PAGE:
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An Early Cretaceous zamiaceous cycad of south west Gondwana: Restrepophyllum nov. gen. from Patagonia, Argentina

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An Early Cretaceous zamiaceous cycad of south west Gondwana: Restrepophyllum nov. gen. from Patagonia, Argentina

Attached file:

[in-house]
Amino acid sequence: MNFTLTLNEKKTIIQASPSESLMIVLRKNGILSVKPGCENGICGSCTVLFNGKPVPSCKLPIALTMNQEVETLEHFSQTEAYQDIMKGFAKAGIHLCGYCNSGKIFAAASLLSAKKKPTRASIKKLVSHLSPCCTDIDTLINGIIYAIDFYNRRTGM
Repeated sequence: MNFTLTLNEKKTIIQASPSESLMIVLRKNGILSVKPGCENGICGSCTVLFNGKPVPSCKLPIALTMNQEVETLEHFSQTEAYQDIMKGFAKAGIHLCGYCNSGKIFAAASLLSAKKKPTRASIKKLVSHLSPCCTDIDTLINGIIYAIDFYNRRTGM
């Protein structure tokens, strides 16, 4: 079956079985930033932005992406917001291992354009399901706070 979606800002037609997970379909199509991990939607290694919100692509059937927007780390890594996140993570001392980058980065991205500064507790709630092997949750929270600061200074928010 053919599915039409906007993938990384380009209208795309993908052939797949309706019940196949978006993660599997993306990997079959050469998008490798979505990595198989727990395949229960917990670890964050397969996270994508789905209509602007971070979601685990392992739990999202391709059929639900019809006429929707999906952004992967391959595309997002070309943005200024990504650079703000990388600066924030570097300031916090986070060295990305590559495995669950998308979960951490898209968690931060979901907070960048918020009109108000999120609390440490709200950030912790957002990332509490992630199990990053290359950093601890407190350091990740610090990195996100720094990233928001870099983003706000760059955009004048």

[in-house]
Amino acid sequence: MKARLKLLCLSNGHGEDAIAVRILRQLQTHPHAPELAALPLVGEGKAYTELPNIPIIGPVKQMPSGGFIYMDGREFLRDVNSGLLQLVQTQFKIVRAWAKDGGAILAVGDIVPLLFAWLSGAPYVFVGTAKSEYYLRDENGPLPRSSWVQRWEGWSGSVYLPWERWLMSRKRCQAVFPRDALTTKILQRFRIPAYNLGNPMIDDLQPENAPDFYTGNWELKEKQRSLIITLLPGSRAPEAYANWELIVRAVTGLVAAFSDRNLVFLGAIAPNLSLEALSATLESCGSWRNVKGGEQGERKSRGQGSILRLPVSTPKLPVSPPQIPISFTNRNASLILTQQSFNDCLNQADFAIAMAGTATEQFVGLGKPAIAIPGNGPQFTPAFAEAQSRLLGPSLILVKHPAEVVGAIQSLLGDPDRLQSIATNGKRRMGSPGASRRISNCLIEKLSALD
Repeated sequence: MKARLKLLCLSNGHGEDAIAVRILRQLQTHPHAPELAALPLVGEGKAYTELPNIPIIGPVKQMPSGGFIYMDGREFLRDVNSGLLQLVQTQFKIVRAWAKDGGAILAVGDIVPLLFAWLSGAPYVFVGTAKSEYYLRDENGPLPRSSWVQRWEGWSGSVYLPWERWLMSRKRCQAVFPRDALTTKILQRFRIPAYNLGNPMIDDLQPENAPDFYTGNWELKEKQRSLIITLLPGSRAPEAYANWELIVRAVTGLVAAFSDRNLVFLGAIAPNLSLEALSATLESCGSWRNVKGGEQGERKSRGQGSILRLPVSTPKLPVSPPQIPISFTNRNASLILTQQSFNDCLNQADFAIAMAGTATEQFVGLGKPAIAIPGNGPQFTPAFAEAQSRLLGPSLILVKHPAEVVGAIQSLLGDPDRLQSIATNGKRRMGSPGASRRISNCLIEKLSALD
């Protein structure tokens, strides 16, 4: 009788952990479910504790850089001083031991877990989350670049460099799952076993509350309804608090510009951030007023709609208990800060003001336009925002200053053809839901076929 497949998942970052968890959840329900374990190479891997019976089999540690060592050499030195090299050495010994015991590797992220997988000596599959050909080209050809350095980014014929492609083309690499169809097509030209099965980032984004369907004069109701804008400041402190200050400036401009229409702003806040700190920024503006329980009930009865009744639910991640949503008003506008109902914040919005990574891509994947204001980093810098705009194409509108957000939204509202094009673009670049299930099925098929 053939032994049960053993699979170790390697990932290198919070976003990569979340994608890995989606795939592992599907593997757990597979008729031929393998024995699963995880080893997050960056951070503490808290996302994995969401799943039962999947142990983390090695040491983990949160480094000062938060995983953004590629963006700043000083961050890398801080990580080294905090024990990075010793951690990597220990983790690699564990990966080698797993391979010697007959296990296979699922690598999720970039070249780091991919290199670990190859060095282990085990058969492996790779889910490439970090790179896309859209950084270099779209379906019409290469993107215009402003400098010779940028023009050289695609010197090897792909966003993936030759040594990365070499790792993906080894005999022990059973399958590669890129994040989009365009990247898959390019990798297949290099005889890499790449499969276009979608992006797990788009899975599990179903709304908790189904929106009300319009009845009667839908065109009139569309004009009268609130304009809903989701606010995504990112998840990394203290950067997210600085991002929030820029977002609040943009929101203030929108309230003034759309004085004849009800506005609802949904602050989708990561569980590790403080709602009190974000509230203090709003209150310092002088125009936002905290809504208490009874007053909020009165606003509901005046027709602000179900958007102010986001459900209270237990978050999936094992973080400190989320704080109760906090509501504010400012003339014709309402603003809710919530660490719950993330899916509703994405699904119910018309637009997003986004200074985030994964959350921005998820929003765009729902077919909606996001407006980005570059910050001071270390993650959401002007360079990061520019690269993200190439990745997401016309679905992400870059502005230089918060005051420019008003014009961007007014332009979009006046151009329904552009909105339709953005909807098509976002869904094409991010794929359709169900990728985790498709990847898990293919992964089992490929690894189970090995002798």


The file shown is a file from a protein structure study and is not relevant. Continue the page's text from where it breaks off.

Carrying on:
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  See discussions, stats, and author profiles for this publication at: https://www.researchgate.net/publication/230801392 An Early Cretaceous zamiaceous cycad of SouthWest Gondwana: Restrepophyllum nov. gen.from Patagonia, Argentina  Article   in  Review of Palaeobotany and Palynology · May 2010 DOI: 10.1016/j.revpalbo.2010.04.001 CITATIONS 17 READS 97 3 authors , including: Some of the authors of this publication are also working on these related projects: Polen and leaves of Early Cretaceous angiosperms from Patagonia. Biostratigraphy   View projectMauro G. Passalia 23   PUBLICATIONS   367   CITATIONS   SEE PROFILE Georgina Del FueyoMuseo Argentino de Ciencias Naturales "Ber… 34   PUBLICATIONS   387   CITATIONS   SEE PROFILE All content following this page was uploaded by Georgina Del Fueyo on 05 January 2017. The user has requested enhancement of the downloaded file. All in-text references underlined in blue are added to the srcinal documentand are linked to publications on ResearchGate, letting you access and read them immediately.  An Early Cretaceous zamiaceous cycad of South West Gondwana:  Restrepophyllum nov. gen. from Patagonia, Argentina Mauro G. Passalia a, ⁎ , Georgina Del Fueyo b , Sergio Archangelsky b a Instituto de Investigaciones en Biodiversidad y Medioambiente, CONICET-UNCo, S.C. de Bariloche, Argentina b Museo Argentino de Ciencias Naturales  ‘  Bernardino Rivadavia ’  , CONICET. Buenos Aires, Argentina a b s t r a c ta r t i c l e i n f o  Article history: Received 29 October 2009Received in revised form 25 March 2010Accepted 2 April 2010Available online 13 April 2010 Keywords: Cycads Restrepophyllum  nov. gen. Chigua (Zamia) Cuticular ultrastructureAptianArgentina The record of Cycadales in Patagonia begins in the Triassic and extends up to the Oligocene. In this region thegroup is highly diversi fi ed and includes several taxa represented by trunks, leaves and pollen cones. A newcycadalean genus and species,  Restrepophyllum chiguoides , form the Aptian An fi teatro de Ticó Formation,Santa Cruz province, Argentina, is described here. The fossil is a leaf compression with well-preserved cuticle.Its morphology, anatomy and ultrastructure are studied by means of light and electron microscopy. The leaf is lanceolate, serrate, and possesses a prominent midvein and decurrent laterals showing an open, simple ordichotomous venation. The leaf is hypostomatic, and the abaxial cuticle is thinner than the adaxial one. Thestomata are irregularly distributed and indistinctly oriented between veins. They are monocyclic toimperfectly dicyclic (haplocheilic); the suprastomatal aperture is raised over the epidermis and the guardcells are sunken. Scattered trichomes and crystalliferous idioblasts are also present. The cuticle is composedof three layers: the outer and inner layers are lamellate, while the middle one is granulate. This new cycadleaf is compared with similar fossil leaves from Gondwana and Europe/North America, and also with similarextant cycad leaves. Based on the general morphology and the main characters of the cuticle,  R. chiguoides  isassigned to the family Zamiaceae; moreover it is more closely related to the living  Zamia  ( Chigua )  restrepoi (D. Stevenson) Lindstrom than to any other member of the Cycadales. Paleophytogeographic evidencesuggests a South American srcin of   Zamia/Chigua  and a further migration to northern latitudes. This newtype of leaf also suggests the putative existence of a  Chigua  clade that may be traced back to the EarlyCretaceous when two cycadalean families, Zamiaceae and Stangeriaceae, were already well-established inPatagonia.© 2010 Elsevier B.V. All rights reserved. 1. Introduction The Cycadales represent an ancient lineage of plants that once fl ourished and diversi fi ed, thus successfully attaining a worldwidedistribution. The fossil record of this group begins in the Carboniferousand reaches its acme during the Mesozoic, when the three recognizedextant families, Cycadaceae, Zamiaceae and Stangeriaceae  —  amongother extinct cycads  —  appear to have already srcinated (Taylor et al.,2009).Cycadsarerestrictedtodaytotropicalandsubtropicalclimatesof both South and North Hemispheres and have widely disjunctdistribution (Stevenson 1990, 1992). Within Southwestern Gondwana, Antarctica and Patagonia yield aremarkable richness of macrofossil remains mostly assigned to theZamiaceae.Hermsen et al. (2006, 2007, 2009) studied permineralized material from the Triassic of Antarctica: stems of   Antarcticycas , leavesof   Yelchophyllum  and pollen cones of   Delemaya  co-occurring in thesame beds. They presented a reconstruction of a whole-plant thatlookslikea small  Zamia Linnaeus. Cetricycas  Cantrill,a permineralizedstem assigned to the subfamily Encephalartoideae of the Zamiaceae,has been found in the Late Cretaceous of the Antarctic Peninsula(Cantrill, 2000). Impression of   Nilssonia  Brongniart and  Pseudoctenis Seward leaf remains attributed to the extinct family Nilssoniaceaehave also been described from the late Jurassic/early Cretaceous of Antarctica by Gee (1989).In Patagonia, the oldest cycadalean remains occur in the Triassicand they persist up to the Oligocene. Fossils are represented by bothvegetative (stems and leaves) and reproductive organs (pollencones). The oldest known cycad in Argentina is the silici fi ed stem of  Michelilloa  Archangelsky and Brett from the Upper Triassic Ischigual-asto Formation that was related to the extant genus  Dioon  Lindley of the Zamiaceae based on the structure of the leaf gap and long fi lamentous hairs found in the stem epidermis (Archangelsky andBrett, 1963) .  Other petri fi ed stems were found in Patagonia in theUpper Cretaceous Allen Formation:  Brunoa  Artabe, Zamuner andStevenson,  Worsdellia  Artabe, Zamuner and Stevenson and  Chamber-lania  Artabe, Zamuner and Stevenson.  Brunoa  and  Worsdellia  were Review of Palaeobotany and Palynology 161 (2010) 137 – 150 ⁎  Corresponding author. Tel./fax: +54 2944 433040. E-mail addresses:  passaliam@gmail.com (M.G. Passalia), georgidf@yahoo.com.ar(G. Del Fueyo), sarcang@ fi bertel.com.ar (S. Archangelsky).0034-6667/$  –  see front matter © 2010 Elsevier B.V. All rights reserved.doi:10.1016/j.revpalbo.2010.04.001 Contents lists available at ScienceDirect Review of Palaeobotany and Palynology  journal homepage: www.elsevier.com/locate/revpalbo  assigned to the Tribe Diooeae and  Chamberlania  to Tribe Encepha-larteaeoftheEncephalartoideae(Artabeetal.,2004,2005).Moreover,two petri fi ed stems i.e.  Bororoa  Petriella (related to the extant Macrozamia  Miquel of the Encephalarteae) and  Menucoa  Petriella(relatedtotheCycadaceaebutalsototheZamiaceae – Encephalarteae)were described from the Paleogene of Patagonia (Petriella, 1969,1972).Pollenconesofthree  Androstrobus Schimperspecies(  Androstrobusmunku ,  Androstrobus patagonicus  and  Androstrobus rayen ) found inthe Aptian An fi teatro de Ticó Formation of Santa Cruz province, havebeen described with  in situ  pollen grains which show an af  fi nity toeither the Zamiaceae or Cycadaceae (Archangelsky and Villar deSeoane, 2004).Cycadalean fossil leaf remains from Patagonia are mostly based onimpressions. They are more abundant and diverse than stems andpollen cones and have an uninterrupted record that begins in theTriassic (Artabe, 1985) and continues throughout the Jurassic (Artabe et al., 1991), andCretaceous(Archangelsky, 1997) to their last known occurrence in the Oligocene (Berry, 1938). However, other fossil leaves have been assigned to the Cycadalesbased on their distinctive cuticular features (stomata and epidermalcells). They were recovered in the early Cretaceous sediments of theBaqueró Group in Patagonia. The genera  Mesosingeria  Archangelsky, Mesodescolea  Archangelsky and  Sueria  Menéndez, are considered tobe endemic to Patagonia (Archangelsky, 2003).  Mesodescolea plicata Archangelsky was found to be related to the extant  Stangeria  Moore(Artabe and Archangelsky, 1971) while  Mesosingeria parva  Villar deSeoane may be related to  Encephalartos  Lehmann (Villar de Seoane,1997) and  Sueria rectinervis  Menéndez to  Zamia  and  Ceratozamia Brongniart (Artabe, 1994). One particular locality, Bajo Grande inSanta Cruz province, yielded several cutinized leaf remains of cycadaleans:  Almargemia incrassata  and  Ticoa lamellata  (Archan-gelsky, 1966),  Pseudoctenis dentata  and  Pseudoctenis crassa  (Arch-angelsky and Baldoni, 1972),  Sueria elegans  and  Mesosingeria parva (Villar de Seoane, 1997) and  Mesosingeria oblonga  (Villar de Seoane,2005). It is interesting to note that the three  Androstrobus  speciesoccur at the same locality (Archangelsky and Villar de Seoane, 2004).In this paper we describe a new cycadalean genus based on a leaf compression recovered from the An fi teatro de Ticó Formation at theBajo Grande locality. The morphology, anatomy and ultrastructure of the lea fl et are described using light and electron (scanning andtransmission) microscopy. The general morphology and cuticlestructure suggest that the lea fl et can be assigned to the familyZamiaceae, and that is probably closely related to extant  Zamia ( Chigua )  restrepoi  (Stevenson) Lindstrom. Restrepophyllum  further underlines the variety that Cycadalesattained in the Ticó Flora (i.e., all assemblages that are found in theAn fi teatro de Ticó Formation at several localities, including BajoGrande) and demonstrates once more the relevance of this group inPatagonian plant communities during the early Cretaceous. 2. Material and methods The fossil consists of a single incomplete lea fl et compression(apical tip and base missing) with cuticle preserved. The specimenwascollectedbyM.LlorensandG.CladeraattheEstanciaBajoGrandelocality in Santa Cruz province, Argentina, during a  fi eld trip insummer 2002 (see location map and stratigraphic section in Claderaet al., 2007). The fossil came from sediments belonging to the earlyLateAptianAn fi teatrodeTicóFormation,thebasalunitoftheBaqueróGroup (Cladera et al., 2002).Thelea fl etcuticlewasremovedfromthematrixandoxidizedin40%nitric acid during 5 – 10 min, followed by 5% ammonium hydroxideduring2 min.Also,alea fl etfragment,counterpartofBAPb12872b,wasmacerated in 20% hydrochloric acid followed by 70% hydro fl uoric acidyielding several cuticle fragments. Some cuticles showed carbonizedresidues that were removed with 50% sodium hypochlorite. A middlefragment of a dried herbarium lea fl et of   Zamia  ( Chigua )  restrepoi (Stevenson) Lindstrom was cut into small sections, less than 3 mm 2 ,withbothadaxialandabaxialepidermisandrehydrated.Toexaminetheepidermis of inner surfaces, some of these sections were gentlymacerated, for less than 45min, in 20% chromium trioxide solutionfollowing Alvin and Boulter (1974). Cleared lea fl ets of   Zamia  ( Chigua ) restrepoi  (Stevenson) were also obtained for study.For light microscopy (LM) observation, fossil cuticles andepidermis of   Zamia  ( Chigua )  restrepoi  were stained with safranin,mountedinglycerinejellyandobservedwithaLeitzDiaplanandZeissAxioscope 2 microscopes. Light micrographs were taken with a LeicaDFC 280 and a Nikon Coolpix 990. For scanning electron microscopy(SEM), fossil cuticles were mounted on exposed  fi lm and extantepidermis on double-sided adhesive tape, both attached to stubs andcoated with gold. Observations were made under a SEM Jeol-T 100 at15.1 KVatLaPlataNaturalHistoryMuseum.Fortransmissionelectronmicroscopy (TEM), selected fragments of   Restrepophyllum chiguoides cuticleandof   Zamia ( Chigua ) restrepoi epidermisthatwerepreviously fi xed in glutaraldehyde were both stained with 2% osmium tetroxidefor 2 h at room temperature. The material was then rinsed in distilledwateranddehydratedinanalcoholseries,in fi ltratedwithSpurrresin,placed in moulds and dried in vacuum at 70 °C. Finally, ultrathinsections (ca. 800 Å thick) were made with a diamond knife using aSorval automatic, mounted in single hole grids coated with Formvarand stained with lead citrate (1 ′ ) and uranyl acetate (10 ′ ). Observa-tions were made with a Jeol JEM 100C at 85.0 kV at the ElectronicMicroscopy Laboratory of CICV-INTA Castelar.The fossil specimen, microscope slides and samples for SEM andTEM are deposited in the paleobotanical collection of the MuseoArgentino de Ciencias Naturales Bernardino Rivadavia under thepre fi xesBAPb,BAPbPm,BAPbMEBandBAPbMET.Theextantstudiedmaterial are deposited as BAPb Pm 585 – 587, BAPb MEB 336, 337, andBAPb MET 230 – 232. Number of samples observed as well as resinblocks and cupper grids made are as follow: for BA PB Pm 563, 570,571, 575, 576, 580, 585, 586 and 587 one sample each; for BA PB Pm564,565,569,573,574,577,578and579twosampleseach;forBAPBPm 562, 572 and 581 three samples each; for BA PB MEB 339 onesample; for BA PB MEB 336 and 337 two samples each; for BA PB MEB335and338threesampleseach;forBAPBMEB fi vesamples;forresinblock BA PB TEM 230, 35 samples and 15 cupper grids; for resin blockBA PB TEM231, 25 samplesand 12cupper grids;for resin block BA PBTEM232,5samplesand4cuppergrids;forresinblockBAPBTEM233,5 samples and 4 cupper grids and for resin block BA PB TEM 234, 25samples and 12 cupper grids.The terminology for the cuticular membranes description followsHolloway (1982). 3. Systematic descriptions Order Cycadales P fi tzerFamily Zamiaceae Reichenbach Restrepophyllum  nov. gen.Type species:  Restrepophyllum chiguoides  nov. sp. Etymology : the generic epithet refers to the close similarity of thislea fl et with the living species  Zamia  ( Chigua) restrepoi , which wasdedicatedto the ColombianbotanistsPadre Sergio Restrepo Jaramillo. Diagnosis : Leaf (lea fl et?) papyraceous, narrow, lanceolate with serratemargins and simple, regularly spaced teeth. Open venation with aprominent midvein and decurrent laterals at acute angles, reachingmargins,simpleordichotomous.Leafhypostomatic.Abaxialcuticlethinwith isodiametric to elongate epidermal cells between veins andstrongly elongate cells on veins. Stomata present betweenveins, irregularly distributed and indistinctly oriented, mostly 138  M.G. Passalia et al. / Review of Palaeobotany and Palynology 161 (2010) 137  – 150  monocyclic to imperfectly dicyclic (haplocheilic). Suprastomatal aper-ture raised over epidermal surface. Guard cells sunken in epistomatalchamber. Adaxial cuticle thicker with elongate epidermal cells. Comments :  Restrepophyllum  is referred here to the cycads because of its close resemblance to lea fl ets of extant genus  Zamia  ( Chigua ) restrepoi  (family Zamiaceae, Stevenson, 1990) now restricted toColombia, with which it also shares epidermal similarities, especiallyin the structure of stomata. Lea fl ets of   Zamia  ( Chigua )  restrepoi  aresimilarinshapetothoseofotherextantcycadssuchas  Zamia spp.and Bowenia HookerexHooker(i.e. Boweniaserrulata (Bull)Chamberlain)butdifferinhavingamidvein.Othercycads( Cycas and Stangeria )alsopossess lea fl ets with a midvein, but however differ from  Chigua  intheir venation patterns (Stevenson et al., 1996). Restrepophyllum chiguoides  nov. sp.Plates I, II and IV . Fig. 1 Holotype : BAPb 12872; BAPb Pm 562 – 565, 569 – 581; BAPb MEB 334,335, 338, 339; BAPb MET 233 – 234 (all these preparations named asBAPB Pm, BAPB MEB and BAPb MET belong to the single specimenBAPb 12872). Plate I. Restrepophyllum chiguoides  nov.gen. etsp. Figs. 3 – 5were taken with atransmitted-light microscope. Figs. 1 – 2, BAPb 12872 holotype. Figs. 3 – 4, BAPbPm 563 holotype. Fig.5,BAPbPm 564 holotype.1. General aspect of lea fl et. Scale bar=0,5 cm.2. Detail of dentate margin. Obscure line along the margin is produced by the compression border where the cuticle is thicker (arrowheads). Scale bar=0,1 cm.3. Detail of two neighbor stomata with subsidiary cells (sc) in contact. Arrows indicate the stomatal pore. Scale bar=50 µm.4. Detail of stomata showed in  fi gure 3. Arrows indicate the guard cells. Scale bar= 20 µm.5. Detail of crystalliferous idioblasts (arrows). Scale bar=50 µm.139 M.G. Passalia et al. / Review of Palaeobotany and Palynology 161 (2010) 137  – 150  Repository : Museo Argentino de Ciencias. Naturales  ‘ BernardinoRivadavia ’ , División Paleobotánica.Type locality: Estancia Bajo Grande, Santa Cruz province, Argentina. Stratigraphic horizon : Bajo Grande Section, upper plant horizon,Baqueró Group, An fi teatro de Ticó Formation, Aptian. Etymology : The species epithet refers to the close similarity with theliving species  Zamia  ( Chigua) restrepoi.Diagnosis : Lea fl et papyraceous, narrow, lanceolate, slightly falcate,elongate, with a length/width ratio not less than 5:1. Margins serratewith simple regularly spaced teeth. Teeth straight to slightly  fl exuousat base, gently concave to straight apically, with an acute apex androunded sinus. Venation open with a prominent midvein thatgradually diminishes in width towards apex. Lateral veins decurrentat an acute angle, straight to slightly curved, parallel and reachingmargins without anastomizing. At margins, up to two veins percentimeter are present. Veins may remain simple before reachingmargins, or they may dichotomize once at an acute angle halfwaybetween midvein and margin. Cuticle thin, bearing stomata onepidermis on one side of the leaf (hypostomatic), presumablyabaxially. Epidermal cells between veins isodiametric to elongate,with few scattered hairs. Anticlinal walls thin, straight to slightlysinuous, occasionally pitted. Periclinal walls smooth. Epidermal cellson veins rectangular, elongate, forming parallel bands. Stomatairregularly distributed and indistinctly oriented, rarely with subsid-iary cells in contact. Stomatal apparatus with circular to slightly ovaloutline, mostly monocyclic to imperfectly dicyclic (haplocheilic) with5 – 8 subsidiary cells. Suprastomatal aperture circular to oval, typicallyraised over epidermal surface. Guard cells sunken in an epistomatalchamber, thickened around aperture. Description :Onlyonefragmentaryleaf(lea fl et?)lackingits baseandabriefapicalsectorhasbeenfound(PlateI,1 – 2;Fig.1).Theleafappearsto be papyraceous; it is narrow and lanceolate, slightly falcate, 6.8 cmlong(incomplete)and1.3 cmofmaximumwidth(length – widthrationolessthan5:1).Theleafmarginisserrate.Theteetharesimple,withacute apical tips and they are regularly spaced (1.8 teeth per cm).Basal sides of teeth are straight to slightly  fl exuous, while their apicalsides are straight to gently concave. The open venation shows aprominentmidvein,0.8 mmwideatbase,whichgraduallydiminishestowards the apex. Lateral veins are decurrent, at 10° – 20° angles,straight to slightly curved, parallel, without anastomoses, and reachthe margin with angles up to 30°. At the margins there are about 3veins per cm, each up to 0.3 mm thick. Veins may be simple reachingthe apical tips of teeth, or they may dichotomize once at an acuteangle halfway between midrib and margin. In this case the apicalbranch persists to the apical tip of tooth while the lower may reachthe base of the same tooth or the apex of a neighboring tooth.Therefore, each tooth may receive one or two vascular bundles. Theleaf margin exhibits a typical compression border where the cuticle isthicker (Plate I, 2). Except for a small fragment, only one cuticle typewasrecoveredfromtheleafcompressionandthesurroundingmatrix.Thismaterialshowssignsofseveredegradationwithmanyholeswithvery thin and corroded periclinal cell walls and translucent anticlinalcell walls (Plate II, 2, 11 – 13). The epidermal cells between veins areisodiametric to elongate, tetragonal to polygonal, with a maximallengthofabout75 µm(PlateII,2,7 – 9).Anticlinalwallsareabout5 µmthick, straight to slightly sinuous, occasionally pitted (Plate II, 7 – 10).Periclinal walls have a smooth surface. Few scattered hairs arepresents (Plate II, 1, 6). Idioblast containing probably crystals issporadically present among epidermal cells (Plate I, 5). Epidermalcells on veins are clearly differentiated and forming long parallelbands; the cells are rectangular, thin and typically elongate, up to 75 – 100 µm long×15 – 20 µm wide (Plate II, 13). They show no stomata,hairs or papillae. Common epidermal cells gradually become elongatewhen approaching the bands of long cells that characterize the veins(PlateII,2).Thestomataareseenasdistinctstructuresthatareclearlyvisible in the cuticle, and often they are partly broken away from thesurrounding epidermal cells, leaving large empty spaces. They areirregularly distributed and indistinctly oriented, 24 per mm 2 , andsporadically have subsidiary cells in contact (PlateI, 3; Plate II, 9). The stomatal apparatus is circular to slightly oval in outline; it is mostlymonocyclic to imperfectly dicyclic (haplocheilic), with 5 – 8 subsidiarycells in external cycle. Subsidiary cells are not strictly differentiatedinto polar or lateral and rather similar in appearance to the commonepidermal cells (Plate I, 3 – 4; Plate II, 7 – 12). However, some stomatalapparatus show elongate subsidiary cells in polar position (Plate II, 7,9, 11). The suprastomatal aperture is circular to oval, 20 – 35 µm, andraised over the epidermal surface, forming a characteristic solid ringas a bell-like structure that protects the spherical and slightly sunkenepistomatal chamber (Plate II, 3 – 5). This elevated structure showscharacteristic thin concentric rings (Plate II, 4). Guard cells are oftenseenpartiallypreservedandsunkenintheepistomatalchamber;theyare elongate and thickened around the aperture (Plate II, 10 – 12). Asmall fragment of a second (presumably adaxial) cuticle was foundadhered to the  fi rst section of cuticle: it shows no stomata and onlyelongate rectangular cells.With TEM, epidermal cells in transverse section show periclinalwalls of variable thickness according to their disposition along thelea fl ets; marginal cells are thicker than those of the blade (Plate IV ,1 – 3). In the teeth, the adaxial cuticle has an average thickness of 3.5 µm(3 – 4.6 µm) whiletheabaxialonehave an average thicknessof 1 µm (0.8 – 1.6 µm) (Plate IV , 1 – 2). In the lea fl et blade, both upper andlower cuticles also show different thickness, the former with anaverage of 1 µm (0.6 – 1.2 µm) and the latter 0.6 µm (0.5 – 0.7 µm)(PlateIV ,3).Duetocompressionandpoorpreservation,insomeareasof the blade, the adaxial and abaxial cuticles both measure 0.5 µmthick, while in other regions they are 0.8 µm thick. Carbonizedmesophyll is preserved between the two blade cuticles (Plate IV , 3).At ultrastructural level the cuticle on the leaf margin has a betterpreservationthan the lamina.Periclinal wallsin teeth have twolayersof the cuticular membrane and the remains of what is assumed, thecellwall.Theouterlayer,thecuticleproperorsublayerA1inthesenseof  Archangelsky et al (1986), is lamellate of 0.06 µm thick in theadaxial cuticle and 0.02 µm thick in the abaxial cuticle, with up to 4lamellae that run almost parallel to the surface (Plate IV , 5 – 6).Remains of extracuticular material probably belonged to epicuticularwaxes may occur on the external surface as an amorphous more Plate II.  Restrepophyllum chiguoides  nov. gen. et sp., scanning electron micrographs of lea fl et abaxial cuticle. Figs. 1, 3, 4, 6, BAPb MEB 334 holotype. Figs. 2, 8, 11, 12, BAPb MEB 335holotype. Figs. 5, 7, 9, 10, 13, BAPb MEB 339 holotype.1. Outer view of cuticle showing, isodiametric epidermal cells and stomata randomly disposed. Arrowhead indicates a trichome. Scale bar=100 µm.2. Inner view of cuticle, showing the transition zone of epidermal cells, longer and narrower on the veins (top), to isodiametric-polygonal in the stomatiferous area(bottom). Scale bar=100 µm.3 – 5. Outer views of stomata showing circular to oval suprastomatal apertures raising over the epidermal surface. Note thin concentric cuticular rings (arrowheads) andremains of guard cells (arrows). Scale bar=10 µm.6. Outer view of cuticle, showing a detail of the trichome appointed in Fig. 1. Note distal part broken. Scale bar=10 µm.7 – 12. Inner views of stomata illustrating the variability in the number and disposition of the subsidiary cells (sc). Note the elongate polar subsidiary cells (arrowheads) in fi gures 7, 9 and 11 (in the last one the polar subsidiary cell of the right is transversally divided). Arrows in  fi gures 9 – 11 show remains of guard cells. 7 – 9, 12, scalebar=50 µm. 10, scale bar=10 µm. 11, scale bar=20 µm.13. Inner view of cuticle, showing elongate epidermal cells on the veins. Note the deep anticlinal walls more or less damaged. Scale bar=50 µm.140  M.G. Passalia et al. / Review of Palaeobotany and Palynology 161 (2010) 137  – 150